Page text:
Follow UNISPAL Twitter RSS
1. This report is an overview that describes UNCTAD’s evaluation activities in the previous year. This information is presented to allow fuller reporting on all evaluation activities, and is a move towards strengthening accountability and lessons learned.
I. 2011 Evaluation Synthesis Report
4. In 2011, UNCTAD’s Evaluation and Monitoring Unit coordinated two programme evaluations, namely on UNCTAD’s programme on science and technology for development,1 and on its programme of assistance to the Palestinian people,2 as mandated by the Trade and Development Board.3
8. The in-depth evaluation of UNCTAD’s programme of assistance to the Palestinian people was considered during the fifty-eighth session of the Trade and Development Board. The evaluation, conducted by an independent evaluator, Mr. S.V. Divvaakar, assessed the work implemented since 1990, under UNCTAD’s three pillars of work, by the Assistance to the Palestinian People Unit. The evaluation methodology relied on the triangulation and analysis of data generated by (a) desk review of relevant documents and outputs of the Unit; (b) interviews with the stakeholders concerned; and (c) field visits to Jerusalem and Ramallah.
9. The independent evaluator found that despite adverse field conditions and the fact that UNCTAD was a small player in the development assistance canvas in that area of work, its relevance and useful contributions to needs expressed by beneficiaries was undisputed. Furthermore, the report found that UNCTAD’s specialized approach provided a number of proprietary tools and techniques, with UNCTAD being an important partner in the enhancement of the customs administration system.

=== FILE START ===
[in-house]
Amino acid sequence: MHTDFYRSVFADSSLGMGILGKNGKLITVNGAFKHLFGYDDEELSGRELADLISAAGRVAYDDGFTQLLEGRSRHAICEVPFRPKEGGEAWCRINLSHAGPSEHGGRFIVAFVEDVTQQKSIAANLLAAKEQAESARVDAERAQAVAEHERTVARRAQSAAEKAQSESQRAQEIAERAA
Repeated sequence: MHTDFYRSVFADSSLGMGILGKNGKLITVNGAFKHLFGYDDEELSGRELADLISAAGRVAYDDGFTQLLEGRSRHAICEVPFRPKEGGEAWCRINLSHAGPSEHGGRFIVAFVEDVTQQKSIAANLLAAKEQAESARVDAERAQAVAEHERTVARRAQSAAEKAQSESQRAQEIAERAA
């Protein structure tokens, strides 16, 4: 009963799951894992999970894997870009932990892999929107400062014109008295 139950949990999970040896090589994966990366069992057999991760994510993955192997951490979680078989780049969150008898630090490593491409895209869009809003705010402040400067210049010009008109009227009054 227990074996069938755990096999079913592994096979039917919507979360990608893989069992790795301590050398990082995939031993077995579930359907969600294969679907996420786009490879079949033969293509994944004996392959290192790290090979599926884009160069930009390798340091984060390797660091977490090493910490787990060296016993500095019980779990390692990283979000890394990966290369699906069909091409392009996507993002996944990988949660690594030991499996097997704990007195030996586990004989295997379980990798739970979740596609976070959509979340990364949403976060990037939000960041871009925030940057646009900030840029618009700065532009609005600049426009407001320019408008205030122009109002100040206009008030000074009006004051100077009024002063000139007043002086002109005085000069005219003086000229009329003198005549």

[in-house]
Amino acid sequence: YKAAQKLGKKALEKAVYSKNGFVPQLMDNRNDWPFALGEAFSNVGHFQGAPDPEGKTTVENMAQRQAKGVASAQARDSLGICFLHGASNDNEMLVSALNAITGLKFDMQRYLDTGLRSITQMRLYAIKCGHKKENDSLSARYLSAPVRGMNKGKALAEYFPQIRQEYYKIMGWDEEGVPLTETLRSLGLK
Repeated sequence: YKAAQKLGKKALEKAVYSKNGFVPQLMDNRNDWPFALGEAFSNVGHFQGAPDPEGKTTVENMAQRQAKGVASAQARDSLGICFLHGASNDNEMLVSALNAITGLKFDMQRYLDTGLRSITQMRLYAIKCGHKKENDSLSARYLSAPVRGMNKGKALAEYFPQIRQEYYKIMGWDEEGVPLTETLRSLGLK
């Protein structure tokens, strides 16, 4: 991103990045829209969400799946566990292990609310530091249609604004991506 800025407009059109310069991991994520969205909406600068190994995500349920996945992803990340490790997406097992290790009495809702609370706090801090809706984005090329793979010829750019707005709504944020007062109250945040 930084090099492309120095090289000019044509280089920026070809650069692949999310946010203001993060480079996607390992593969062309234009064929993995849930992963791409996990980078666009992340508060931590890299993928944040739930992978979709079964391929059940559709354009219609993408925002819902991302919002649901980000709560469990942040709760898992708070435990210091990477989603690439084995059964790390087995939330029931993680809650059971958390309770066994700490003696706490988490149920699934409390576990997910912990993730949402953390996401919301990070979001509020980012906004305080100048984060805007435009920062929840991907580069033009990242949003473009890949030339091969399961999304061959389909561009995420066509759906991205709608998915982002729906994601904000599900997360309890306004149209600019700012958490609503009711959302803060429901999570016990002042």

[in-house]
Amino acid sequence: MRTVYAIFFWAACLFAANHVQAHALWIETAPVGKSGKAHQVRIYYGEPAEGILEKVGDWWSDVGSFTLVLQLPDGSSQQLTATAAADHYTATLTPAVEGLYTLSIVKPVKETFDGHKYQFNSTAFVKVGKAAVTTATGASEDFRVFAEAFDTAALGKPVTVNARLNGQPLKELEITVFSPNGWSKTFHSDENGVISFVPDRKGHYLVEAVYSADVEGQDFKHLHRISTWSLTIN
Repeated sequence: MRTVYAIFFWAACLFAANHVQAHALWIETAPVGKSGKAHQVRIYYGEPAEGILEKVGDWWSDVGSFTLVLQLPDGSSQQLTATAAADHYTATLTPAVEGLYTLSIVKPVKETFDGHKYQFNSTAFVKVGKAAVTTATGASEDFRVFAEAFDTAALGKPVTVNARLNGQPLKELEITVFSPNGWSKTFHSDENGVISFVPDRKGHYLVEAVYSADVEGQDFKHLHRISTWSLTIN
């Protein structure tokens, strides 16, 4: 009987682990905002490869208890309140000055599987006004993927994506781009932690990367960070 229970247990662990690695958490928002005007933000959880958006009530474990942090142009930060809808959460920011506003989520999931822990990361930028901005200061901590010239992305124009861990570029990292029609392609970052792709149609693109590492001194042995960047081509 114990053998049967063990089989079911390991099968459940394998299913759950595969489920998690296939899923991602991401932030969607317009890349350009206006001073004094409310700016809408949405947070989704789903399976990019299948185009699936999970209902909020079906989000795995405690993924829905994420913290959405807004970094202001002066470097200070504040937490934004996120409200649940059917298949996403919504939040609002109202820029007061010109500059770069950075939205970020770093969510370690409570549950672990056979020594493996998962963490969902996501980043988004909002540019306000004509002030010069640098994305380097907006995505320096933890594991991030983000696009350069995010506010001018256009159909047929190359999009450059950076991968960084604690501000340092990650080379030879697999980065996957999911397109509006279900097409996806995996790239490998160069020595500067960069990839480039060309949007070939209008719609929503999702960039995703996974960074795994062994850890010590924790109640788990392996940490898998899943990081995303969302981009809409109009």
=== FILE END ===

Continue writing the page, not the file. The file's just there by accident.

10. The independent evaluator noted that UNCTAD faced potential challenges in responding to new and emerging priorities of the Palestinian Authority and other beneficiaries, which emanated from: (a) the Palestinian Authority’s need to mobilize adequate financial commitments in order to more effectively pursue national development priorities; (b) an increasing trend towards donor-supported, field-based interventions for the private sector, which had not received adequate engagement in recent years; and (c) UNCTAD’s lack of field presence and partnerships, and its absence from the aid coordination structures in the Occupied Palestinian Territory, all of which limited its ability to make additional contributions despite its relevance, capabilities and expertise.
11. Following active discussion of the report and its recommendations, the secretariat was asked to take into account the recommendations contained in the report, as well as the Trade and Development Board’s deliberations, in its continuing implementation of the Accra Accord. The secretariat is in the process of considering if and how the recommendations can be implemented, to enhance its delivery on its mandates.